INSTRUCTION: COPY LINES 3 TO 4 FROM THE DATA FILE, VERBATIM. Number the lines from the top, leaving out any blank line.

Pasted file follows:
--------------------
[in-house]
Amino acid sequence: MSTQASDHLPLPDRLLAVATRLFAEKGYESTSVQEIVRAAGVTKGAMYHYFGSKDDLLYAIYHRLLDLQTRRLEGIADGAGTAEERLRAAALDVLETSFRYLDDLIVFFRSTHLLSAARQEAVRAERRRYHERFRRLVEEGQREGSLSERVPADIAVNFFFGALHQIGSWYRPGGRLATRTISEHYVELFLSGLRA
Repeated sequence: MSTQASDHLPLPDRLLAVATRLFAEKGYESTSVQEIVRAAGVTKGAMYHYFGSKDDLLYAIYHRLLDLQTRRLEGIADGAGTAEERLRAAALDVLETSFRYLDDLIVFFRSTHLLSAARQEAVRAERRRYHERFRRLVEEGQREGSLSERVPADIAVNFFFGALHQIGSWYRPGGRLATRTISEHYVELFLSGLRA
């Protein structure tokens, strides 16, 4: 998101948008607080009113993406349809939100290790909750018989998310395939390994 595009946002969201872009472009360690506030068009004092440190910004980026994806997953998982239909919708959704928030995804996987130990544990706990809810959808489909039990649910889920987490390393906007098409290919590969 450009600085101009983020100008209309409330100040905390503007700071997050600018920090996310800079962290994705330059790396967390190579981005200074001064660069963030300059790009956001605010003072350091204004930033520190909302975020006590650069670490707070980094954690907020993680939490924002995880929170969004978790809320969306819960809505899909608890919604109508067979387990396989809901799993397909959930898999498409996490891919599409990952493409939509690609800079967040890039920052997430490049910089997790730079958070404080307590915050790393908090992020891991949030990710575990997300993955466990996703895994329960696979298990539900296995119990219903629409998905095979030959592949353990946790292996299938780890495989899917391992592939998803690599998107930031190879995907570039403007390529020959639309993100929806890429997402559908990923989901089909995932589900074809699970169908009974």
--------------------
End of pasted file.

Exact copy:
Repeated sequence: MSTQASDHLPLPDRLLAVATRLFAEKGYESTSVQEIVRAAGVTKGAMYHYFGSKDDLLYAIYHRLLDLQTRRLEGIADGAGTAEERLRAAALDVLETSFRYLDDLIVFFRSTHLLSAARQEAVRAERRRYHERFRRLVEEGQREGSLSERVPADIAVNFFFGALHQIGSWYRPGGRLATRTISEHYVELFLSGLRA
């Protein structure tokens, strides 16, 4: 998101948008607080009113993406349809939100290790909750018989998310395939390994 595009946002969201872009472009360690506030068009004092440190910004980026994806997953998982239909919708959704928030995804996987130990544990706990809810959808489909039990649910889920987490390393906007098409290919590969 450009600085101009983020100008209309409330100040905390503007700071997050600018920090996310800079962290994705330059790396967390190579981005200074001064660069963030300059790009956001605010003072350091204004930033520190909302975020006590650069670490707070980094954690907020993680939490924002995880929170969004978790809320969306819960809505899909608890919604109508067979387990396989809901799993397909959930898999498409996490891919599409990952493409939509690609800079967040890039920052997430490049910089997790730079958070404080307590915050790393908090992020891991949030990710575990997300993955466990996703895994329960696979298990539900296995119990219903629409998905095979030959592949353990946790292996299938780890495989899917391992592939998803690599998107930031190879995907570039403007390529020959639309993100929806890429997402559908990923989901089909995932589900074809699970169908009974």